Today the yield on the ten year Treasury went up 0.12%, about three or four times the typical day’s movement.
Reasons for yields to go up are that the economy is growing and experiencing rising wages and a shrinking jobless rate. Based on old cliché-like paradigms of the pre-2008 crash era the ten year bond yield should be the sum of inflation and GDP growth, about 4.5% total (today it’s 3.18%). Also, the real yield should be about 2% (1% higher than today) which means, if inflation is 2.2%, then nominal yields should be 4.2%. So based on old-style fundamentals the ten year Treasury could go to a range of 4.2 to 4.5%.
The effect of bond yields rising roughly 1% higher for the ten year Note to about 4.2% would be that the bond’s price would go down about 9%. If one owns a four year duration bond portfolio they might see bond prices drop 4%, but they would be able to reinvest bond coupons (payments) and thus get a higher rate of return over several years.
However these old fundamentals should be replaced by new fundamentals: The old ones are based on a solely domestic economy; a newer fundamental view incorporates the global economy, which is far weaker and more prone to disinflation and crashes than the U.S. The new fundamental view (since 2008) is that many foreign countries have excessive government subsidies to produce goods for export, thus these goods tamp down inflation. These industries, created and nurtured by subsidies, are addicted to operating at a loss, if need be, so as to create jobs. They are stuck in a zombie economy of trying to stay in business even if they lose money. This is disinflationary. Thus in recent decades the global economy has gradually established a new paradigm of too many loss-leading manufacturers who act to oversupply the economy which reduces global inflation and interest rates. The new future source of disinflation will be the cooling down of China’s economy, resulting in less opportunities for the world economy to export construction materials to China. As China copes with trade wars and other problems they will devalue which will undermine Japan’s economy, leading to competitive devaluations between Japan, China and the EU. Italy is at risk of breaking away from the EU or wrecking the finances of the EU by defying EU budget rules; this could lead to a disinflationary crisis. Since Japan and the EU have negative interest rates, if they devalue then that will act to spur their citizens to export funds to the U.S. to buy our bonds, thus lowering our interest rates. Currently they are reluctant to do so because fear the U.S. dollar will be devalued, but I believe it is other nations that will devalue, and when it happens there will be a flood of capital into the U.S., resulting in lower yields.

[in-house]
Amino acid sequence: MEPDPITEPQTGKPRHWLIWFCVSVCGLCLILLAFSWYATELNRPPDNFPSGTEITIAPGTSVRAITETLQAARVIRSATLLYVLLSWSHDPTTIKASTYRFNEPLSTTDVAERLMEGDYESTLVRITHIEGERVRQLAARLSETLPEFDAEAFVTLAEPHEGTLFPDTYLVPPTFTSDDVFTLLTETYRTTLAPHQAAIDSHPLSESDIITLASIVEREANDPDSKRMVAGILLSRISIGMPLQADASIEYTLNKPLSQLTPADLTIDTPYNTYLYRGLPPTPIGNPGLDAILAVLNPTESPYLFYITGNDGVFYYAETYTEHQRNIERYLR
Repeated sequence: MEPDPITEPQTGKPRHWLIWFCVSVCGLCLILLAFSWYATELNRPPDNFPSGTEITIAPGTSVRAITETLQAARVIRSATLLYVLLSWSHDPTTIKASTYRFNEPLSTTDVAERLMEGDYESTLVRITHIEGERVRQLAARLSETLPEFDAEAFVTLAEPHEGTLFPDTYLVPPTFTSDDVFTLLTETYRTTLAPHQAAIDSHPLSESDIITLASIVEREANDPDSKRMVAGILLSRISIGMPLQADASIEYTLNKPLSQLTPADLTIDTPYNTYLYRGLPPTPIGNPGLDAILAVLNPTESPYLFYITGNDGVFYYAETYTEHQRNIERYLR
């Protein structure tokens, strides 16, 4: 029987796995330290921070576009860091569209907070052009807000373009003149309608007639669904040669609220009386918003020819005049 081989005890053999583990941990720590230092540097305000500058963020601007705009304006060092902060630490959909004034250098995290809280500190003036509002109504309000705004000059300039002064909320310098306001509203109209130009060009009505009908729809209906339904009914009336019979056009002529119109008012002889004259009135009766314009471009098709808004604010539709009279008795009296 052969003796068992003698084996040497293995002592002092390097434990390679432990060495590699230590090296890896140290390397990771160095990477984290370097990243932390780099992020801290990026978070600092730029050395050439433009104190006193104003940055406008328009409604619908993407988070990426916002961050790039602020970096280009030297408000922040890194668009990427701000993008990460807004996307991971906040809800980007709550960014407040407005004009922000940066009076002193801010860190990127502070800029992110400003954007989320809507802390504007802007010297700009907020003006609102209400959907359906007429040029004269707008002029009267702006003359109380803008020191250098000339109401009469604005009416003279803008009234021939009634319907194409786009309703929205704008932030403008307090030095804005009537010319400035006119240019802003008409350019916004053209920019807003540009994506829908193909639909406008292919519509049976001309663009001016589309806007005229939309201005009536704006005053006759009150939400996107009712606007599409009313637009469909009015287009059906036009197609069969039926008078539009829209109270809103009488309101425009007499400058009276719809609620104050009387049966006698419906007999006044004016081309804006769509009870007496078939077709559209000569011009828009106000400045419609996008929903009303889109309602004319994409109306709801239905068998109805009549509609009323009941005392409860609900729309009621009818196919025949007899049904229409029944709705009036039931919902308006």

The dominant global economic paradigm in recent decades is corporate cost cutting by using globalization, which is used to obtain ever-lower wages for corporations which acts to reduce inflation and reduce worker’s purchasing power, which is also disinflationary. Trump’s conclusion two days ago of the renegotiation of NAFTA resulted in only minimal changes, thus the disinflationary problem of good paying jobs leaving the U.S. hasn’t been solved. I believe globalization will continue to grow, thus reducing wages for people in Developed countries, including a newer phenomenon of affecting many white-collar occupations. In some poor countries white-collar managerial wages are $1 an hour, so the huge gravitational tug of cutting managerial wages from $50 an hour in the U.S. to $1 offshore act as a powerful force, more fundamentally reliable than the cavalier, naïve actions of bearish bond futures speculators who assume we will go back to the old high rate paradigm that yields ought to be the sum of inflation and GDP. The growth of employment in the U.S. has been miscounted because people with shaky commissioned or tippable “jobs” are counted as employed even if they are significantly under-employed. Also the excessive volatility of earned income for some workers who work on a contingent basis means they effectively have less income than was promised because they can’t afford to rely on their full paycheck since they need to discount the risk of a reduction in billable hours.
The old paradigm was that a reduction in unemployment means workers can get loans which expands the money supply and causes inflation. But bankers won’t fooled by today’s shaky pseudo-jobs that don’t meet loan qualification rules. If a worker can’t access “A” paper credit then a newly employed worker can’t cause inflation.
Since 1996 the debt to GDP ratio has doubled. When people have excessive debt they have to reduce their spending. As more people become debt slaves then less spending will occur, which is disinflationary. As yields increase some debtors will crack under the pressure of rising interest rates and will go bankrupt which is deflationary.
Rising yields will hurt the ability of the VIX market to offer low cost put options (assuming that a misguided search for yield in puts is tied to bond yields) thus inducing stock market speculators to sell some of their stocks. Once a big stock crash occurs this will magnetically attract a lot of capital to bonds, forcing down interest rates. If stocks crash 22% in a day as they did in 1987 then a margin loan using speculator could lose 44% in a day which will motivate others to cut back on inflationary consumption.

    One reason yields went up a lot today is because speculators can pile on to a trade in the futures market and create a momentum trade, a sort of bubble, in this case, a mistake where the market incorrectly assumed inflation is returning.
Investors need independent financial advice about bond market risks.